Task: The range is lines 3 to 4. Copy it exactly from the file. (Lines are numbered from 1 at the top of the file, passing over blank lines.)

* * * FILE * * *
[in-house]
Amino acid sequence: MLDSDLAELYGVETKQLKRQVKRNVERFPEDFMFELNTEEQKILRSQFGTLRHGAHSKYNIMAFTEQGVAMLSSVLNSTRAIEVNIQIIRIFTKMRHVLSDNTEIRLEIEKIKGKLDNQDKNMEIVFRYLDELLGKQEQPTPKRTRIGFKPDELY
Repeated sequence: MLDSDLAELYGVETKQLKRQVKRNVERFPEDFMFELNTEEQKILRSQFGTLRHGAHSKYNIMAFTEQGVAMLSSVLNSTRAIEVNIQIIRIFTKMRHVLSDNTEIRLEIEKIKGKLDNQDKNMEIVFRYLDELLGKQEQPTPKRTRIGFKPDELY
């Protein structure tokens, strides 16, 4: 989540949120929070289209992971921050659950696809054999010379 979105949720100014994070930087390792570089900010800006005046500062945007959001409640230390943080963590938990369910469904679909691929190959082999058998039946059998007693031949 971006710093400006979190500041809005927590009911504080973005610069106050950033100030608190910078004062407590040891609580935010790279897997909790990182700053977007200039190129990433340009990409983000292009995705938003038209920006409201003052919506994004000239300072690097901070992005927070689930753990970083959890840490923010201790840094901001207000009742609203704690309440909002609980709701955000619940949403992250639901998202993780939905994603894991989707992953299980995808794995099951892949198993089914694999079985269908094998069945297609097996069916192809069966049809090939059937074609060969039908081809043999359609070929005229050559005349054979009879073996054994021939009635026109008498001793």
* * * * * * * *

Repeated sequence: MLDSDLAELYGVETKQLKRQVKRNVERFPEDFMFELNTEEQKILRSQFGTLRHGAHSKYNIMAFTEQGVAMLSSVLNSTRAIEVNIQIIRIFTKMRHVLSDNTEIRLEIEKIKGKLDNQDKNMEIVFRYLDELLGKQEQPTPKRTRIGFKPDELY
């Protein structure tokens, strides 16, 4: 989540949120929070289209992971921050659950696809054999010379 979105949720100014994070930087390792570089900010800006005046500062945007959001409640230390943080963590938990369910469904679909691929190959082999058998039946059998007693031949 971006710093400006979190500041809005927590009911504080973005610069106050950033100030608190910078004062407590040891609580935010790279897997909790990182700053977007200039190129990433340009990409983000292009995705938003038209920006409201003052919506994004000239300072690097901070992005927070689930753990970083959890840490923010201790840094901001207000009742609203704690309440909002609980709701955000619940949403992250639901998202993780939905994603894991989707992953299980995808794995099951892949198993089914694999079985269908094998069945297609097996069916192809069966049809090939059937074609060969039908081809043999359609070929005229050559005349054979009879073996054994021939009635026109008498001793």